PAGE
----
The study is a programme evaluation of the sustainability of the social sector of the Expanded Public Works Programme (EPWP) to empower women, youth and persons with disabilities as vulnerable groups. The study gives a background to the EPWP program and the problem of poverty in South Africa.
The Strengths Perspective and the Social Development Approach are used as theoretical frameworks to underpin the study. These two approaches are appropriate as they focus on the well-being of people and communities. The social development approach emphasises the social and economic well-being of people, and the strengths perspective focuses on the strengths that people possess, and not on their weaknesses. The study describes poverty, providing a basis for its understanding and also contextualising the EPWP as a poverty alleviation strategy. The study continues to discuss the empowerment of women, youth and persons with disabilities on a national and international level, and also as the official targets of the social sector of the EPWP.
In the context of applied research, the study utilised programme evaluation to evaluate the sustainability of the social sector of the EPWP to empower women, youth and persons with disabilities. The research question for the study was “how sustainable is the Social Sector of the Expanded Public Works Programme to empower women, youth and persons with disabilities?”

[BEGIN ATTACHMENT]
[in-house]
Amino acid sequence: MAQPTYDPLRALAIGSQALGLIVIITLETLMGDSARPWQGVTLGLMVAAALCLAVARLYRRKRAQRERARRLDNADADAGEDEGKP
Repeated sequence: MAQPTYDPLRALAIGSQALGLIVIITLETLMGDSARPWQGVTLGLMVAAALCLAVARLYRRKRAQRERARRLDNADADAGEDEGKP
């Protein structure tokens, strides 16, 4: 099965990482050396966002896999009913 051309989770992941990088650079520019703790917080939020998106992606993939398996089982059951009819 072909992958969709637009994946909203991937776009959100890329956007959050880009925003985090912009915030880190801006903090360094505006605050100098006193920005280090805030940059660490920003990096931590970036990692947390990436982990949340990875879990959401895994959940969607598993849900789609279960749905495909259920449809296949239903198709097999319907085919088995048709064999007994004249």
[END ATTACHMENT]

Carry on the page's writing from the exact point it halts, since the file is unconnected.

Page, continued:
In the context of a mixed methods research approach the researcher utilised the triangulation mixed methods research design to collect both qualitative and quantitative data. Quantitative data was collected by means of mailed and hand-delivered questionnaires from officials involved in the implementation of the social sector of the EPWP. Qualitative data was collected through focus group discussions conducted with groups of women and youth as beneficiaries of the social sector of the EPWP. The evaluation revealed that the target to include persons with disabilities as 2% of the participants in the programme was not reached, as no persons with disabilities were registered as beneficiaries of the Home Community Based Care and Early Childhood Development programmes within the EPWP.
The findings confirmed that the strengths perspective and the social development approaches are applicable as theoretical frameworks which underpin the social sector of the EPWP. The study also revealed that poverty can be defined and measured using different dimensions, and not only the monetary approach.
The study has also shown that Public Works programmes are used in South Africa and globally by policy makers as a strategy to alleviate poverty, and that in some instances they target specific vulnerable groups. In South Africa the official targets are women, youth and persons with disabilities. Women and youth participated in the social sector of the EPWP in Gauteng Province, but the target of including persons with disabilities was not reached. The social sector of the EPWP in Gauteng has made a positive contribution to poverty alleviation, job creation, skills development and empowerment of women and youth.
The study also brought to light the fact that although the social sector of the EPWP is under good management, it may not be sustainable in the long term.